Two window washers working on the 68th floor of One World Trade Center had a harrowing experience when a scaffolding accident in Manhattan left them stranded, swinging from just one support cable. The mobile scaffolding was on the ascent on November 12 of this year when 41-year old Juan Lizama and 33-year old Juan Lopez (of Brooklyn) noticed ones of the cables had developed an unexpected amount of slack. The cable continued to play out, causing the platform to tilt dangerously, until the scaffolding was nearly vertical, leaving the two men supported by their safety harnesses.
The NYPD investigation into a bicycle accident in New York has concluded that the driver of a Roosevelt Island Operating Corporation "red bus" is to blame. The accident, which occurred on Roosevelt Island's Main Street, left a 29-year old Swedish model, Anna Maria Mostrom, functionally brain dead. While doctor's were hopeful, the injuries she has suffered we re likely irreversible.
New York City is rife with underground hazards. Because of the vast infrastructure below ground level, there are thousands of places across the City where thin metal grates or thin concrete slabs are all that stand between pedestrians and terrible falls. One such sidewalk accident in New York City could have claimed the life of a young woman last year. Thankfully, she escaped without major injury .
Cellar doors are a common site on City sidewalks in New York. They provide easy access to the below ground level structure but they also pose a dangerous hazard for pedestrians. This past summer a young man suffered severe injuries after falling through an open cellar door in East Harlem. This sidewalk cellar door accident in New York occurred in broad daylight and surveillance video captured the entire horrifying mishap.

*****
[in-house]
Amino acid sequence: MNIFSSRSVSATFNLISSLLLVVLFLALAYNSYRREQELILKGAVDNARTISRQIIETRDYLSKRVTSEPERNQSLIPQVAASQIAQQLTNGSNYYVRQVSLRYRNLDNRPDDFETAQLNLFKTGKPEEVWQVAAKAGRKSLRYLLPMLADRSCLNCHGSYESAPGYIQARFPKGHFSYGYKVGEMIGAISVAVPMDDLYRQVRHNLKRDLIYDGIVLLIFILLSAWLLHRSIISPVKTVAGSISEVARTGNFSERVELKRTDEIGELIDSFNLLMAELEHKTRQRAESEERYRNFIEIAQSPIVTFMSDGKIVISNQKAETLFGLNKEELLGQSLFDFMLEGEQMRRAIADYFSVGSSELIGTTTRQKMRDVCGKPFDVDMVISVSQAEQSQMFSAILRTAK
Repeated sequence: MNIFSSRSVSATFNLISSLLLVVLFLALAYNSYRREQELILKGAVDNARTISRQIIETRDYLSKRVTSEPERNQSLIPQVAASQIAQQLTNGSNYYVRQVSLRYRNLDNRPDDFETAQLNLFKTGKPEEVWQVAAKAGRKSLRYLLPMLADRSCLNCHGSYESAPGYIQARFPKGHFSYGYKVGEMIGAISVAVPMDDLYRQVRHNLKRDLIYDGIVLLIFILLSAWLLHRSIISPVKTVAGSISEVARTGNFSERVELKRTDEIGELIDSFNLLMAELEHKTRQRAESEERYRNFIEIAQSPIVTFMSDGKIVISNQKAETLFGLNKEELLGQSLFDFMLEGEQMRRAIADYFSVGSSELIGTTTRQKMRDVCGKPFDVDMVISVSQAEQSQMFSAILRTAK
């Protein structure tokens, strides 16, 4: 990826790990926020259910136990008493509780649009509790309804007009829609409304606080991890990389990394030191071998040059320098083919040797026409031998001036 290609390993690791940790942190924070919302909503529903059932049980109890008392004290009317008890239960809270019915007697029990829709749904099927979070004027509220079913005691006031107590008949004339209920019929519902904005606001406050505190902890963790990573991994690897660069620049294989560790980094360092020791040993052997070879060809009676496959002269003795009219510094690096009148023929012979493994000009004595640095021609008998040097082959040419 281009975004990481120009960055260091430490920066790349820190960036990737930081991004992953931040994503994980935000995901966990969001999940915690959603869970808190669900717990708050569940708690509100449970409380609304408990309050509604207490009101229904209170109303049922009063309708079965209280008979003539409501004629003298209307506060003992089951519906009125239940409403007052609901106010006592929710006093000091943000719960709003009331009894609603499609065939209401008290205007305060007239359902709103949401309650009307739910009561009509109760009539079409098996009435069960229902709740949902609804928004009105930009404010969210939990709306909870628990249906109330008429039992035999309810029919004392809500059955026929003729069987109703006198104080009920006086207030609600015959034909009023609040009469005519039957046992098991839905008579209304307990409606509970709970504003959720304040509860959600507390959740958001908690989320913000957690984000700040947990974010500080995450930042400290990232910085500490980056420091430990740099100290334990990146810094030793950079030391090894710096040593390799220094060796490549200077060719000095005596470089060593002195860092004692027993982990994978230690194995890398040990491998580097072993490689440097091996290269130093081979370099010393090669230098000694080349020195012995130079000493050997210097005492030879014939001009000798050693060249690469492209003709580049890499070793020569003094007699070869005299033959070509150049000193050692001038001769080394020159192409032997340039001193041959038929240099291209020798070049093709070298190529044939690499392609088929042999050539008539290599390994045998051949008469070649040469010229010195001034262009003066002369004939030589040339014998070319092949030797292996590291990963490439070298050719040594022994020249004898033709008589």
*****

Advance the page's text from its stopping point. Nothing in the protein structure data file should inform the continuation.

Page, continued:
Sidewalks are essential in New York, providing relatively safe havens for millions of pedestrians every day. But what happens when the sidewalks themselves become a hazard and who--if anyone--is responsible for sidewalk accidents in New York? The short answer to that question is usually the property owner provided the adjacent property is not multiple dwelling less than four families. For multiple dwellings less than four families, provided it is residential and owner occupied, it will be the City of New York. Generally speaking, the adjacent property owner or City is liable for the repair and maintenance of the sidewalks.
A shocking subway accident in The Bronx has many questioning whether or not the MTA is doing enough to protect New Yorkers in the underground. Last May an elderly wheelchair-bound man was killed when his wheelchair rolled off the platform and onto the tracks directly in front of an oncoming train at the Intervale Avenue station in Longwood. The man was crushed and killed instantly. Now safety advocates are saying New York's mass transit system could be doing more to prevent such accidents.